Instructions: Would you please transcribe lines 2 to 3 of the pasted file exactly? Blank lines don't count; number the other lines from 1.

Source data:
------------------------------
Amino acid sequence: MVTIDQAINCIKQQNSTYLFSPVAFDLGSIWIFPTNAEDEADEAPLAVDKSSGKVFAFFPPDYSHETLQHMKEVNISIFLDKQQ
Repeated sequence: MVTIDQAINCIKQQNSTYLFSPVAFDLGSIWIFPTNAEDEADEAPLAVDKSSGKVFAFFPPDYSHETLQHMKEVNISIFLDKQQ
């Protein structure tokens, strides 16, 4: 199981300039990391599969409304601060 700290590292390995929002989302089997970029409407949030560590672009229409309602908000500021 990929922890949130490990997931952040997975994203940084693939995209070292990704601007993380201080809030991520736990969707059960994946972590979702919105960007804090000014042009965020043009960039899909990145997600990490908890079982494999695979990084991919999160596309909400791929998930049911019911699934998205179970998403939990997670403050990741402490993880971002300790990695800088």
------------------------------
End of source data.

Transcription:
Repeated sequence: MVTIDQAINCIKQQNSTYLFSPVAFDLGSIWIFPTNAEDEADEAPLAVDKSSGKVFAFFPPDYSHETLQHMKEVNISIFLDKQQ
């Protein structure tokens, strides 16, 4: 199981300039990391599969409304601060 700290590292390995929002989302089997970029409407949030560590672009229409309602908000500021 990929922890949130490990997931952040997975994203940084693939995209070292990704601007993380201080809030991520736990969707059960994946972590979702919105960007804090000014042009965020043009960039899909990145997600990490908890079982494999695979990084991919999160596309909400791929998930049911019911699934998205179970998403939990997670403050990741402490993880971002300790990695800088």